Maternity Leave – What You Need To Know
All female employees have the right to maternity leave by law. In terms of the Basic Conditions of Employment Act (BCE) maternity is regulated.
In terms of the BCE, women have a right to four consecutive months’ maternity leave when pregnant. Employers are however not obligated to provide employees with paid maternity leave although some organisations provide maternity leave policies.
Maternity leave may begin at any time at least four weeks before the birth of the baby; unless the mother’s medical condition does not allow her to work. Six weeks leave has to be taken after confinement and a mother may return to work earlier if a medical practitioner or midwife certifies that she is fit to return.
It is also worth noting that maternity leave cannot be reduced by a contractual agreement with the employer, and the woman remains entitled to her full four consecutive months of leave.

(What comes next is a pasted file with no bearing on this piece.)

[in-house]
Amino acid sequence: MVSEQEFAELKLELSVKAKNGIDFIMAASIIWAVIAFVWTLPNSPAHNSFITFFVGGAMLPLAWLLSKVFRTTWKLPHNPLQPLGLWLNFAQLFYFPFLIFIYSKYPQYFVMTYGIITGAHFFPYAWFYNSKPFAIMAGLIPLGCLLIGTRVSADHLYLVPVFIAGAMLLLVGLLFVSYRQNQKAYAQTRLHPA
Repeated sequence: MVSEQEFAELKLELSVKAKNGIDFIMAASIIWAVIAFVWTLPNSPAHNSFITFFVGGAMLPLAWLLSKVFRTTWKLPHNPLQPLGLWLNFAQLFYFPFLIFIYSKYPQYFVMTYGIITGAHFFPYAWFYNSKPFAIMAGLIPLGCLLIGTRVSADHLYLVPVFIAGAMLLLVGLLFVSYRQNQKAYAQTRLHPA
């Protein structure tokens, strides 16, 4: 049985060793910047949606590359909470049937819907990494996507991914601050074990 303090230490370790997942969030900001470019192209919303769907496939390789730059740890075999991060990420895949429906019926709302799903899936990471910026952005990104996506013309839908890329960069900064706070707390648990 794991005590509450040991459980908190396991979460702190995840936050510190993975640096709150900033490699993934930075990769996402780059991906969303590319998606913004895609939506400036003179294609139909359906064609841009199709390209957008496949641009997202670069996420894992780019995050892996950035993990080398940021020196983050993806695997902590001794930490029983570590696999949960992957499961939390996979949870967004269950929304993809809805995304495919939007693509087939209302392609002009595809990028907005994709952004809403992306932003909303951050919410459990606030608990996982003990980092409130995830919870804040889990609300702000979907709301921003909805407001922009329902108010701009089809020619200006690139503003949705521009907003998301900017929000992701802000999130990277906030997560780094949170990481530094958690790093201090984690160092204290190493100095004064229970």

Employer & Employee
The woman is obliged to provide the employer with four weeks’ written notice of her intention to take maternity leave. It is recommended to contact your HR (Human Resources) department to ensure you are aware of your companies HR policies.
It is your manager’s responsibility to redistribute and delegate your tasks to your colleagues or appoint a temporary replacement.
As already indicated, your employer is not obligated to pay you while on maternity leave, if you have however been contributing to UIF (the Unemployment Insurance Fund), you will be entitled to claim from them.
After returning from maternity leave, the woman is entitled to return to her job which she left before going on leave. An employer may not dismiss an employee for any reason related to her pregnancy.
New ‘Parental Leave’ Bill
A new Bill was passed in Parliament on the 28th of November 2017 which provides for up to two weeks paternity leave for fathers, parents via adoption and surrogacy could be entitled for up to ten weeks of parental leave, and family responsibility leave for fathers may fall away.
It is important to note that at the time of writing, this Bill is not yet law and needs to be referred to the National Council of Provinces for approval, if passed there, it will be referred to the President of the Republic to sign it into law.
If yourself or a partner has any issues with their employer or maternity leave related issues, please feel free to contact us for advice.